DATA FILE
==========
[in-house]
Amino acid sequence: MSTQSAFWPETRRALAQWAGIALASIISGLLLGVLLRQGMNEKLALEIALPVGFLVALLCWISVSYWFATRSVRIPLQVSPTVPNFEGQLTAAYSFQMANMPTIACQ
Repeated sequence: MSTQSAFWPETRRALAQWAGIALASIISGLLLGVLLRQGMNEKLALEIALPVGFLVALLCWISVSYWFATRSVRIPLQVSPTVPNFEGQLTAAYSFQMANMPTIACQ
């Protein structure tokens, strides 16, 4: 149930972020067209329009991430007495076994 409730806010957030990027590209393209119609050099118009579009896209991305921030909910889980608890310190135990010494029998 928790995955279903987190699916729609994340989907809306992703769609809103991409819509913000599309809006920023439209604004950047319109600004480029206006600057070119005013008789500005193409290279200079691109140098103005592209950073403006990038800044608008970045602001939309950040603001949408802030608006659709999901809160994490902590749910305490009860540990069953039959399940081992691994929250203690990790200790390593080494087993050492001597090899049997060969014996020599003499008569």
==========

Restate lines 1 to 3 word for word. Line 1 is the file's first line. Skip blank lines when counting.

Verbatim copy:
[in-house]
Amino acid sequence: MSTQSAFWPETRRALAQWAGIALASIISGLLLGVLLRQGMNEKLALEIALPVGFLVALLCWISVSYWFATRSVRIPLQVSPTVPNFEGQLTAAYSFQMANMPTIACQ
Repeated sequence: MSTQSAFWPETRRALAQWAGIALASIISGLLLGVLLRQGMNEKLALEIALPVGFLVALLCWISVSYWFATRSVRIPLQVSPTVPNFEGQLTAAYSFQMANMPTIACQ